The Library of Congress expects hereafter to prepare and print an annual list of all American doctoral dissertations actually printed.
Professor Aloys Meister has himself contributed the section on Methodik to his Grundriss der Geschichtswissenschaft, while Dr. 0. Braun, privatdocent at Münster, has written the section on Geschichtsphilosophie. These two articles form the sixth fascicle of the first volume (Leipzig, Teubner, 1913, pp. 63), and are packed full of useful information.
A recent essay in the history of international law is A. Raestad's La Mer Territoriale, Études Historiques et Juridiques (Paris, Pedone, 1912).
The sixth volume of the Vicomte d'Avenel's Histoire Economique de la Propriété, des Salaires, des Denrées bears the subtitle L'Evolution des Dépenses Privées (Paris, 1913, pp. 700).
Dr. Theresa S. McMahon, instructor in the University of Washington, is the author of a careful study of Woman and Economic Evolution or the Effect of Industrial Changes upon the Status of Woman, which
was presented at the University of Wisconsin as a doctoral dissertation in 1908 and is now published by that university as vol. VII., no. 2, of the Economics and Political Science series.
Professor Frank P. Graves, author of History of Education before the Middle Ages and History of Education during the Middle Ages and the Transition to Modern Times, will shortly bring out through the Macmillan Company a concluding volume of the series, the History of Education in Modern Times.
The Nobel Institute of Christiania has begun the publication of a Catalogue of its library. The first of the four volumes contemplated, a valuable bibliography, deals with Littérature Pacifiste (Christiania, Aschehoug, New York, Putnam, 1912, pp. 238).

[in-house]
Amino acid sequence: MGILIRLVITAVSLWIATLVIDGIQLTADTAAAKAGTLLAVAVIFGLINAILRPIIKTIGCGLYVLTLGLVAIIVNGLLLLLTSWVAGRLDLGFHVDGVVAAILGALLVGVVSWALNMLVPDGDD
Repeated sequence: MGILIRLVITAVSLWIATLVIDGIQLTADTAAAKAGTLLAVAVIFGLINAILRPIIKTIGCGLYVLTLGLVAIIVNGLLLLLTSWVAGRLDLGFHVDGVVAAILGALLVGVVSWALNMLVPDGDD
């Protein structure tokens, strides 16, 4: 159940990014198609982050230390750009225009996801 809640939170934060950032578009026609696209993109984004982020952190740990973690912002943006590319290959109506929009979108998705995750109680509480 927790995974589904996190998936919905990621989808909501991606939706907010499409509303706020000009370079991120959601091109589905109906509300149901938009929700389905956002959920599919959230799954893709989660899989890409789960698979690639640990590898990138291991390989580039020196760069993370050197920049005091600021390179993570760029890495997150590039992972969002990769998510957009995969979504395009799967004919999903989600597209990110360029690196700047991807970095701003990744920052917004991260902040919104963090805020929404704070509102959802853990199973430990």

Vice-Admiral R. Siegel of the German navy is the author of Die Flagge (Berlin, Reimer, 1912, pp. xv, 267), a history of flags, richly illustrated in colors.
Two recent additions in the field of history to the Home University Library (Holt) are Napoleon by Mr. Herbert Fisher, and The Navy and Sea-Power, by Mr. David Hannay.
The Economic Utilization of History is the title of a small book by Professor Henry W. Farnam, which the Yale University Press has just published.
Under the joint auspices of the American Anthropological Association and the American Folk-Lore Society a journal entitled Current Anthropological Literature began to be published in 1912, which we believe will provide the best means available to the American historical student for keeping acquainted with recent progress in anthropology. Its contents are chiefly reviews of books and articles, short notes, and items of news.
A bibliography important to those interested in the history of medicine is "Texts illustrating the History of Medicine in the Library of the Surgeon General's Office, U. S. Army", compiled by Dr. Fielding H. Garrison, assistant librarian in the office of the surgeon-general. This is a reprint from volume XVII., second series, of the Index Catalogue of the library. The texts are enumerated chronologically, beginning with the Code of Hammurabi about 2250 B. C. and extending to publications of 1910.